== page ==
In some cases, nations may be motivated to engage in proxy warfare because of financial concerns: supporting irregular troops, insurgents, non-state actors, or less-advanced allied militaries (often with obsolete or surplus equipment) can be significantly cheaper than deploying national armed forces, and the proxies usually bear the brunt of casualties and economic damage resulting from prolonged conflict.[20]

Another common motivating factor is the existence of a security dilemma. A nation may use military intervention to install a more favorable government in a third-party state. Rival nations may perceive the intervention as a weakened position to their own security and may respond by attempting to undermine such efforts, often by backing parties favorable to their own interests (such as those directly or indirectly under their control, sympathetic to their cause, or ideologically aligned). In that case, if one or both rivals come to believe that their favored faction is at a disadvantage, they will often respond by escalating military and/or financial support.[21] If their counterpart(s), perceiving a material threat or desiring to avoid the appearance of weakness or defeat, follow suit, a proxy war ensues between the two powers. That was a major factor in many of the proxy wars during the Cold War between the United States and the Soviet Union,[22] as well as in the ongoing series of conflicts between Saudi Arabia and Iran, especially in Yemen and Syria.[23][24][25]


Proxy wars can have a huge impact, especially on the local area. A proxy war with significant effects occurred between the United States and the Soviet Union during the Vietnam War.[citation needed] Operation Rolling Thunder, a U.S bombing campaign in North Vietnam destroyed significant amounts of infrastructure. Many bombs were also dropped on North Vietnamese supply routes in Cambodia and Laos.[26] Equally, if not more, significant was the Soviet–Afghan War, which saw the U.S. fund the Afghan mujahideen against the invading Soviet forces (see Operation Cyclone). This war cost hundreds of thousands of lives and billions of dollars,[27] bankrupting the Soviet Union and contributing to its collapse.[10]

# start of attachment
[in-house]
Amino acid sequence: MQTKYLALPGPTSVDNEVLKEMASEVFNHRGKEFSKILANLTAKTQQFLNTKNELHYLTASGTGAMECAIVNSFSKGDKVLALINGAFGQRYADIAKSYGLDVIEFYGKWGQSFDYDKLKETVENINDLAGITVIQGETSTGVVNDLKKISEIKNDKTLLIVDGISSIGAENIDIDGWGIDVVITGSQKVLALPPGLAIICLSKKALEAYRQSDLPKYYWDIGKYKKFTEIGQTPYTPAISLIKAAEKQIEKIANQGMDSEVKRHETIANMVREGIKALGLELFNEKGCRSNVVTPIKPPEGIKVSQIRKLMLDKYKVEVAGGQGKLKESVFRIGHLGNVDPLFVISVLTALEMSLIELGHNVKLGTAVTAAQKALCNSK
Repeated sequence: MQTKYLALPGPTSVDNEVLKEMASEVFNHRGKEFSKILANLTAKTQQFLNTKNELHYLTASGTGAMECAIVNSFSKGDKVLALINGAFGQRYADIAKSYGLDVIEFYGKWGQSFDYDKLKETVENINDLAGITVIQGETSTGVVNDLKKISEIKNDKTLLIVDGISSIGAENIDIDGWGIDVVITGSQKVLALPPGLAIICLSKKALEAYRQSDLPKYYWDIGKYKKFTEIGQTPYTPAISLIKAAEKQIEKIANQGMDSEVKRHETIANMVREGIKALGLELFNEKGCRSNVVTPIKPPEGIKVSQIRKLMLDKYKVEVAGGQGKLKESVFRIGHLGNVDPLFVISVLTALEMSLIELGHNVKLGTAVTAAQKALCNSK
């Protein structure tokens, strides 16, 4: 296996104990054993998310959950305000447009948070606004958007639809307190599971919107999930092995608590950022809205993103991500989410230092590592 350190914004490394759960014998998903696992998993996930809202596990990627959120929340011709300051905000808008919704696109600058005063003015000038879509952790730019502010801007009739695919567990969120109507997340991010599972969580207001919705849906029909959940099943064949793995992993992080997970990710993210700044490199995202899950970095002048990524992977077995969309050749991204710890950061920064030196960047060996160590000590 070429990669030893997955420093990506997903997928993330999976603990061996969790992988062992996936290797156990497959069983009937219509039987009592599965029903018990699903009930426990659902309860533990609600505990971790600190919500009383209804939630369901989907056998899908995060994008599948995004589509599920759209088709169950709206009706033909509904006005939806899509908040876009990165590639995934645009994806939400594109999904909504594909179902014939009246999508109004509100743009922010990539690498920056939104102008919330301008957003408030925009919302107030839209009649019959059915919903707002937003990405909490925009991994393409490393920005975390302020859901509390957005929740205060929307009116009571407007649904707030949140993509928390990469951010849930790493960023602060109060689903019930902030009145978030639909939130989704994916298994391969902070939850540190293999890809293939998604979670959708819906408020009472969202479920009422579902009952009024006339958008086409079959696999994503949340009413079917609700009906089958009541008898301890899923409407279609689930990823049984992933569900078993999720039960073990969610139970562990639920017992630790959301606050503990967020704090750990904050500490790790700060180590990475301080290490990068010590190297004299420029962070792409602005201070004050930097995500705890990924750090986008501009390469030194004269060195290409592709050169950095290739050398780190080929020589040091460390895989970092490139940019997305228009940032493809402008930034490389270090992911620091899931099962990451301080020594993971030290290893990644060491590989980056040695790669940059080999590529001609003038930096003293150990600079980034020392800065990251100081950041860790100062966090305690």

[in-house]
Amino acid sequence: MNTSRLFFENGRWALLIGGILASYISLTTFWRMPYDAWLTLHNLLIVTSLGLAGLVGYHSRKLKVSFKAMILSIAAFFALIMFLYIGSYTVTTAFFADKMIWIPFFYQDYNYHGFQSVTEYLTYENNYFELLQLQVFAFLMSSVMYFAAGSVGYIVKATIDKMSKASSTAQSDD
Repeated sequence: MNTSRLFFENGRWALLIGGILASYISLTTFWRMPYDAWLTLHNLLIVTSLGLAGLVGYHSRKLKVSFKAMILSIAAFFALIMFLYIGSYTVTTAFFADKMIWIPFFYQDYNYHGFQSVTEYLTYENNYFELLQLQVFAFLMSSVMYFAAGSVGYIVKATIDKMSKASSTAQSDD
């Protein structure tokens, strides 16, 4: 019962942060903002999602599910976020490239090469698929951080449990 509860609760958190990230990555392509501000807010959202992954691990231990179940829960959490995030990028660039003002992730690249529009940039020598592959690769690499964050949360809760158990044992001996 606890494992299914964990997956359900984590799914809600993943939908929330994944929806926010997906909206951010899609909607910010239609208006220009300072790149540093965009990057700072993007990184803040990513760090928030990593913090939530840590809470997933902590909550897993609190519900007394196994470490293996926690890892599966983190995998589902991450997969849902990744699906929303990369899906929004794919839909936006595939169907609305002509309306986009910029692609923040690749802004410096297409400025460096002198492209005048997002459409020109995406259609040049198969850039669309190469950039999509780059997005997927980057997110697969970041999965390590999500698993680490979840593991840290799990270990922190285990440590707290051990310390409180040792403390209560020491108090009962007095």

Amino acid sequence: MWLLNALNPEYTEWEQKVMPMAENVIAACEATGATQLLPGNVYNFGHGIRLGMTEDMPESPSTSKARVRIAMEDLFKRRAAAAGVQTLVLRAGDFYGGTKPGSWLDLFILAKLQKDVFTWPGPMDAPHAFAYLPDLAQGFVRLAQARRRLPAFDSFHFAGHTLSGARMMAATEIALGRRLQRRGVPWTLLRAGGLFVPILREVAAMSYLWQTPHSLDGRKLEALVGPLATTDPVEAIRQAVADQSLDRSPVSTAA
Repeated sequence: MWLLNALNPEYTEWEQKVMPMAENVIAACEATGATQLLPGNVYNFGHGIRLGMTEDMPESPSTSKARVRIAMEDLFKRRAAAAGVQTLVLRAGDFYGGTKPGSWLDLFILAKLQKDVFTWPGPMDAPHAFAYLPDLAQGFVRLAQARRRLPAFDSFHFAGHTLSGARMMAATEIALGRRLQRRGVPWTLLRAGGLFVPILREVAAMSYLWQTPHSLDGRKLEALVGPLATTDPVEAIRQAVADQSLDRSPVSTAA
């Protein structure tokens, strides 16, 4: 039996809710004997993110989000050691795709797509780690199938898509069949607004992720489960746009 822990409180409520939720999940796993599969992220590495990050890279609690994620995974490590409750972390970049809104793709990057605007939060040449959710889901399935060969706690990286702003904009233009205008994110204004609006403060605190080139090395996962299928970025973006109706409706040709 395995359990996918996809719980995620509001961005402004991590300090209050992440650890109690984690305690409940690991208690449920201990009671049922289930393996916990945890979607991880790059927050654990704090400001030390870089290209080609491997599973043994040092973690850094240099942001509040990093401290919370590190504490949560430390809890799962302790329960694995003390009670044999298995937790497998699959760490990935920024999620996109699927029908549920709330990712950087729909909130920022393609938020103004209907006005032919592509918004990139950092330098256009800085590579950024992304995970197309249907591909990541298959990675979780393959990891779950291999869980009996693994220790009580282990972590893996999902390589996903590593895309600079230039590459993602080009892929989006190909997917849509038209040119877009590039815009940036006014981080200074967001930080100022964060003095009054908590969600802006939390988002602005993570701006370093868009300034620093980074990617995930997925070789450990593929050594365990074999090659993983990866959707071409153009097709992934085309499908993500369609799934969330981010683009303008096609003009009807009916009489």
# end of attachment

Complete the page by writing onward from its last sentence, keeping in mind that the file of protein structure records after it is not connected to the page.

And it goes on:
The conflict in the Middle East between Saudi Arabia and Iran is another example of the destructive impact of proxy wars. Since 2003, nearly 500,000 have died in the Iraqi conflict.[28] Since 2011, more than 500,000 have died in the Syrian Civil War.[29] In the Yemeni Civil War, over 1,000 have died in April 2015.[30] In the war in Afghanistan, more than 17,000 were killed between 2009 and 2015.[31] In Pakistan, more than 57,000 have been killed since 2003.[32]

In general, lengths, intensities, and scales of armed conflicts are often greatly increased if belligerents' capabilities are augmented by external support. Belligerents are often less likely to engage in diplomatic negotiations, peace talks are less likely to bear fruit, and damage to infrastructure can be many times greater.[33][34]

See also[edit]

Further reading[edit]